I recorded all my student’s names and nicknames and took a picture of each student.  In Thailand, children are given a name and also a nickname at birth.  The nicknames are typically shorter (and easier to pronounce).  Here are some examples of what my students look like:






They love me.  It’s completely unjustified.

I eat dinner at Ell’s house almost every day.  Here is a good example of what we eat – white rice, sauteed pork and green beans, a fried egg, and some other noodle and egg and soup dishes.

On a night where I didn’t eat with Ell, I went to the market to buy food.  I ended up buying “pizza” (I quote it because it was hardly pizza… the topping was mostly mayonnaise, not cheese.  Yikes!).   These girls were at the pizza place (maybe their mom runs it?).  They are M5 students at my school.  They got all nervous and silly around me, but posed for a quick picture.  You can see the pizza stand on the right.

A student asked me for a picture after class, so I obliged, of course, and got one on my own camera as well.

M4 students diligently working on their nametags.

Here is my office.  My desk is the one on the front right.

The rest of the office area.

My classroom!  Eventually I’d like to decorate the boards.  Haven’t gotten there yet.

The schoolyard from my room.

Some students at school.  The dog pictured on the left is a stray.  Lots of strays in Thailand, and most just mill around and wander wherever they please.

The court where morning assembly is held every day.  There is a stage in the center where speakers stand and a statue of Buddha on the left. 

Princess Chulabhorn is visiting on Friday, and here is the helicopter pad put into place for her arrival.  More on her visit later on.

The indoors assembly hall.

The cafeteria.

Students riding on a motorbike through campus.  That’s three full-grown sized Thai men on one bike.  Not an uncommon sight.

On Thursday, after mounting political tensions, the military took over the country, suspending the Constitution.  Thailand has a long history of (generally peaceful) coups, and this one is proving to be no different.  As a result of the coup, all schools in Thailand were cancelled on Friday.  I seized the opportunity of a rare 3-day weekend to visit my friend Kathryn in Sukhothai.

M, Kathryn and I on a scooter.  M is Emily’s agent, but she is more of a friend than anything!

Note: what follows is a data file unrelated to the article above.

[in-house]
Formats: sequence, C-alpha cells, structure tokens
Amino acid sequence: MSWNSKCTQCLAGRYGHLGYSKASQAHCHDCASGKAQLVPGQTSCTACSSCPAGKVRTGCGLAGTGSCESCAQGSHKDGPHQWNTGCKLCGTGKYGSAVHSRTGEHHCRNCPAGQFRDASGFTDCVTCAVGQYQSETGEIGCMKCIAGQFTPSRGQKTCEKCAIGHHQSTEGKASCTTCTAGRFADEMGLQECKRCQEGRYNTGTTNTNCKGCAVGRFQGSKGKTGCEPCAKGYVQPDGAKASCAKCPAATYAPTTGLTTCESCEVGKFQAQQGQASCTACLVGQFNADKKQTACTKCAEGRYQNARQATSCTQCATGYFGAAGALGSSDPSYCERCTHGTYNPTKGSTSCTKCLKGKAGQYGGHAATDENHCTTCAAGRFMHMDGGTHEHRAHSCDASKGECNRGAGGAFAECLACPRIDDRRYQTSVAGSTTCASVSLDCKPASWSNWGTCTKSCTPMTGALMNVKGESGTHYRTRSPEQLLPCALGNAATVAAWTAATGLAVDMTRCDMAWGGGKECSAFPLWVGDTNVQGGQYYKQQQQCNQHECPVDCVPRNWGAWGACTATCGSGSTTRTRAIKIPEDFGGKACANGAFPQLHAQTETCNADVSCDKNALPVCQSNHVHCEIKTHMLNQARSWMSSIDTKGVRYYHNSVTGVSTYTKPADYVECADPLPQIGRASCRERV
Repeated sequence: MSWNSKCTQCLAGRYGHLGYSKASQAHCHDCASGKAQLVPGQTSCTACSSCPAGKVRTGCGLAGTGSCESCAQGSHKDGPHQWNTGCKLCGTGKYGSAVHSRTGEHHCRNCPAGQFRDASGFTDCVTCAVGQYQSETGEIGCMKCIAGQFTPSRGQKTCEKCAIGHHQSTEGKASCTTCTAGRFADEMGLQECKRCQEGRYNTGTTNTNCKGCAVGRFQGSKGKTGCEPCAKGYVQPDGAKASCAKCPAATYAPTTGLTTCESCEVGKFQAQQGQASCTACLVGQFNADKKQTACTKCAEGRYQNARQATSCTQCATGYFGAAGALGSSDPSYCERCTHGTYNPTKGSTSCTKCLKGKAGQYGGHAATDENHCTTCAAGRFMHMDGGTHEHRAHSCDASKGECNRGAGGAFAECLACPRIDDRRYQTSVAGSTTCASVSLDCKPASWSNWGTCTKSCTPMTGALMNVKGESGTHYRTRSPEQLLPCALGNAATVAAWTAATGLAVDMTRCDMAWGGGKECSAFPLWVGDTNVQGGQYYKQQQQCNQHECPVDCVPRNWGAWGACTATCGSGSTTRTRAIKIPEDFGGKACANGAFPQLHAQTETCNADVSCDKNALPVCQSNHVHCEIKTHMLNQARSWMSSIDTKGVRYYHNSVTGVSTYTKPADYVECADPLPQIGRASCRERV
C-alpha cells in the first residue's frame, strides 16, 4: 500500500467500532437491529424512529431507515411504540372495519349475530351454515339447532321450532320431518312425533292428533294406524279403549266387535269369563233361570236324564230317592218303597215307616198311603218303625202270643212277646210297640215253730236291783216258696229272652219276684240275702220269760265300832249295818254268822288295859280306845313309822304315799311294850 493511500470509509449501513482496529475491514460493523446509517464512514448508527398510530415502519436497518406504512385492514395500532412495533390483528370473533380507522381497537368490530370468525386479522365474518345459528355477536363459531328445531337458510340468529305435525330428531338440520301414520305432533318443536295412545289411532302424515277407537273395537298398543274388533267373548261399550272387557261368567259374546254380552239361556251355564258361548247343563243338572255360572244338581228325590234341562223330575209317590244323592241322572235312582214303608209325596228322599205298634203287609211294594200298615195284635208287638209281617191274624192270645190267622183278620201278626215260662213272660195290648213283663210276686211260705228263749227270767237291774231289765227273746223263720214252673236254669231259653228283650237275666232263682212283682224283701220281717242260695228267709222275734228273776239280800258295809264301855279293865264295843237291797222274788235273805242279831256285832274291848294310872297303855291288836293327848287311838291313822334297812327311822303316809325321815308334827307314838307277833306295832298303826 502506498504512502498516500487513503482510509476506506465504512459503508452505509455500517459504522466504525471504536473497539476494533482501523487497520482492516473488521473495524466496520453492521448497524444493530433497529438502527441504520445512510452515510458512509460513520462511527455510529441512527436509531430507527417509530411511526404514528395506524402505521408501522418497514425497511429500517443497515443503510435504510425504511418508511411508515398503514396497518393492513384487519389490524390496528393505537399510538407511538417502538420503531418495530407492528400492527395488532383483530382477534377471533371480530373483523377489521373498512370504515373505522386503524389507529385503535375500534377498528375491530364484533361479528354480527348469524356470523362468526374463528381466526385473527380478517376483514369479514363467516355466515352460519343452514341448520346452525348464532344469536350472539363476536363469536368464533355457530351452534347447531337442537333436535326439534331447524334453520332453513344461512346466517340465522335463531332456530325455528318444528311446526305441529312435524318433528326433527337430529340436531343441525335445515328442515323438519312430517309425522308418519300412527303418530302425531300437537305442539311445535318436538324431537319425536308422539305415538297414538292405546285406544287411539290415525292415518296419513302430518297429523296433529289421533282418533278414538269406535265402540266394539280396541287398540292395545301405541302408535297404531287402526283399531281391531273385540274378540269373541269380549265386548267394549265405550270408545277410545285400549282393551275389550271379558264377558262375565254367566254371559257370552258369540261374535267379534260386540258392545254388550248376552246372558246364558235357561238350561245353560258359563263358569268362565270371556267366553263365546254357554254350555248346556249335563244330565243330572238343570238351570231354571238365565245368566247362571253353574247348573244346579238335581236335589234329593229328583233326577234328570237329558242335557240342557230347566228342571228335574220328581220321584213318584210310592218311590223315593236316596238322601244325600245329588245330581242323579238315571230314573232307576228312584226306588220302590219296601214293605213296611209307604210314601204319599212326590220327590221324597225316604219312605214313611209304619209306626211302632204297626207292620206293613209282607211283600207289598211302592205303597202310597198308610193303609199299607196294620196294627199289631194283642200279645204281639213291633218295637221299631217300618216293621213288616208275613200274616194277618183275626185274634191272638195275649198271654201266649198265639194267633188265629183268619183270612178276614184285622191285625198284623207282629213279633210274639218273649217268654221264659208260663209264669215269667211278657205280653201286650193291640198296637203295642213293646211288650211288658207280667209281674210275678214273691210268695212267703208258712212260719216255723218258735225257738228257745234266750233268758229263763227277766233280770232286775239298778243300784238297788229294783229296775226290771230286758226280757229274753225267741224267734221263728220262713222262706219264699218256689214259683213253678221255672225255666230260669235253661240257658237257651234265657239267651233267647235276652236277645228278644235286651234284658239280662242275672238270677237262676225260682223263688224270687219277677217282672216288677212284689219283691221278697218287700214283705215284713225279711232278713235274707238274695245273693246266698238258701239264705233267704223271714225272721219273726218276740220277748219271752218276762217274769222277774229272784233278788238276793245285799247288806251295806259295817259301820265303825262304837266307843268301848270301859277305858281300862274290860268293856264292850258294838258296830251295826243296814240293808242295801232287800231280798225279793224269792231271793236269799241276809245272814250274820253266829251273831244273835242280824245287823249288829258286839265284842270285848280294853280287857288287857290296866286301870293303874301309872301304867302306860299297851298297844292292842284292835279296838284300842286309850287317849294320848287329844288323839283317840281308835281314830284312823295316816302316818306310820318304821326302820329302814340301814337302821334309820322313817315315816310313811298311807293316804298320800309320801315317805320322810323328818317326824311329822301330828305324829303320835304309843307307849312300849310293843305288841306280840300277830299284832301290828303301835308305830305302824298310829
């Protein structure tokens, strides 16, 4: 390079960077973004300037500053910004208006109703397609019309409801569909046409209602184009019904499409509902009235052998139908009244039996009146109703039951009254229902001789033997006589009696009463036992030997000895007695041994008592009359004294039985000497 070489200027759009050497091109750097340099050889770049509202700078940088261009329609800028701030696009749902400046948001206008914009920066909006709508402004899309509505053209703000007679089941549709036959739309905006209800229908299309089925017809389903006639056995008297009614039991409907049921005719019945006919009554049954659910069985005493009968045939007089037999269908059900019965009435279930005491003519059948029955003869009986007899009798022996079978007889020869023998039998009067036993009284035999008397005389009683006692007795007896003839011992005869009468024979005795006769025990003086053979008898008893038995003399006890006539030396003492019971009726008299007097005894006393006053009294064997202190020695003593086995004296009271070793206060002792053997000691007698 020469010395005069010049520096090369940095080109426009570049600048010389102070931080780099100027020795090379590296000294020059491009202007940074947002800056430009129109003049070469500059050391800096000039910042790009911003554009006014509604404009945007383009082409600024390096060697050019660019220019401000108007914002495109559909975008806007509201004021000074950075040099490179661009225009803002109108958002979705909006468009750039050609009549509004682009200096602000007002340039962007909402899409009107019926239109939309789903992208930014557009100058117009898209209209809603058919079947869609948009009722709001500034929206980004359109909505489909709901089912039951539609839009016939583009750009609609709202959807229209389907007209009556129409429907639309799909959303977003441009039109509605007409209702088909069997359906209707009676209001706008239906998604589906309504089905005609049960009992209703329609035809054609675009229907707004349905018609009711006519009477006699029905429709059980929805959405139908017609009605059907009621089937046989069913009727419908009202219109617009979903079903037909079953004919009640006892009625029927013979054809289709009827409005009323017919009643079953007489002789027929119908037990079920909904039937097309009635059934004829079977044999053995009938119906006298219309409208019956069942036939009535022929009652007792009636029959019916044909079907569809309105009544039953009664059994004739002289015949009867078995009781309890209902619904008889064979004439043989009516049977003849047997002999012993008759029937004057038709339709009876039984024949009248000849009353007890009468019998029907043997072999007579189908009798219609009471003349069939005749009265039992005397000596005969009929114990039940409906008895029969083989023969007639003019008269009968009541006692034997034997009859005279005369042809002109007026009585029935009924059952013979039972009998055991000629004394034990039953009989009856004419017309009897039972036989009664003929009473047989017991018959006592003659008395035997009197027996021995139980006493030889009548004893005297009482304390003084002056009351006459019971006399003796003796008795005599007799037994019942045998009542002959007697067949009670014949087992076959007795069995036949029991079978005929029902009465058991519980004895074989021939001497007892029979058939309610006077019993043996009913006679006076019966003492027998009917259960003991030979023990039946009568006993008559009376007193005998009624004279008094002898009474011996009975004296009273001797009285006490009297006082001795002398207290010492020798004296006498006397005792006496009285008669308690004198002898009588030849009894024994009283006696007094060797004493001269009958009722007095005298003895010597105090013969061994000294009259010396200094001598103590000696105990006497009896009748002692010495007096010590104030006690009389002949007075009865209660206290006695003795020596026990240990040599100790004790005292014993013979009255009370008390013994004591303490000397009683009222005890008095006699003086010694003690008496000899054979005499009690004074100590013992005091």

On Saturday, we went to a waterfall.  And by waterfall I mean a trickle of water that occasionally accumulates into pools of water big enough and deep enough to swim in.  But the water was cold and felt great.  Also, I should mention that Sukhothai is the hottest province in Thailand.  If Thailand is an oven, then Sukhothai is the surface of the sun.  The kind of heat where you actively sweat at rest in the shade.  The only relief is cold water and air conditioning.

Mountains on the way to the waterfall.

A typical house in the countryside.

Cruising on the scooter with M!

The rocks were broken off in really neat formations along the creekbed to the waterfall.

This is the biggest pool and the spot where we spent the afternoon.  All of these kids were high school age, and most of them were from the school where M taught.  They were being typical young kids – laughing and joking and jumping into the water from too high of heights that made us nervous.

Do you see that slanted rock in the middle?  It functions as a waterslide.  I showed curiosity and one of the girls showed me how to get up there and slide down.  It was fun!
Vines hanging everywhere.  I made this one into a swing.

This is M’s house.  The ground floor is like a house on stilts, with a kitchen in the back and the rest an open air area.  the upstairs has the bedrooms and a bathroom.

Kathryn and Murray kept raving about how they make fried flowers, so we made some on Saturday night.  We dipped them in a lime-chili sauce.  Yummmm.

On Sunday morning, before I caught a bus back to Chaiyaphum, they took me to Sukhothai Historical Park.  Sukhothai is one of the old capitals of the Thai empire, and we went to visit the ruins of the old city.  It was beautiful and ancient – about 700 years old.  The structures were built from brick, mud, and stone, and were quite impressive, even after the elements chipped away at them for 700 years.

After visiting the ruins, we grabbed my bags and dropped me off at the bus station.  I took this picture waiting for the bus to arrive – I was in a complete sweat from my strenuous morning of riding on a motorcycle and very leisurely walking around the ruins.  Once it cooled, it crystallized into salt crystals.

This is a view from the bus window on the way back to NE Thailand.

I caught this picture of a large Buddha statue against the sunset on the way home.

And back to class on Monday.  I think these students are M2.

Laundry day at my house!  Also, the outside of my apartment got a paint job, and I learned that I live at 54/4.  Haha.

My room after a little makeover – they installed a curtain separating the front of the room from the back – that way only the front part is kept cool from the A/C.  Also, I bought a shelf, a comforter, and a nightstand.  I spent 1900 baht on the shelf, which was by far the biggest purchase.  That’s about $58.  It’s nice to have somewhere to put my things!  I also bought a mirror that I hung on the opposite wall.  Now I can see myself when I put on makeup!

Feeling much more homey.
This is my friend Ell and her neighbor, New.  He is adorable.  And shy around me.  He always rolls his eyes when I say something about him, and cheeses back when I smile at him.

Erika written in Thai!

That is all for now!  I will write another post soon – we are having a royal visit at my school on Friday, and you can feel its effects rippling all around the town.  I will take lots of pictures and tell you all about it!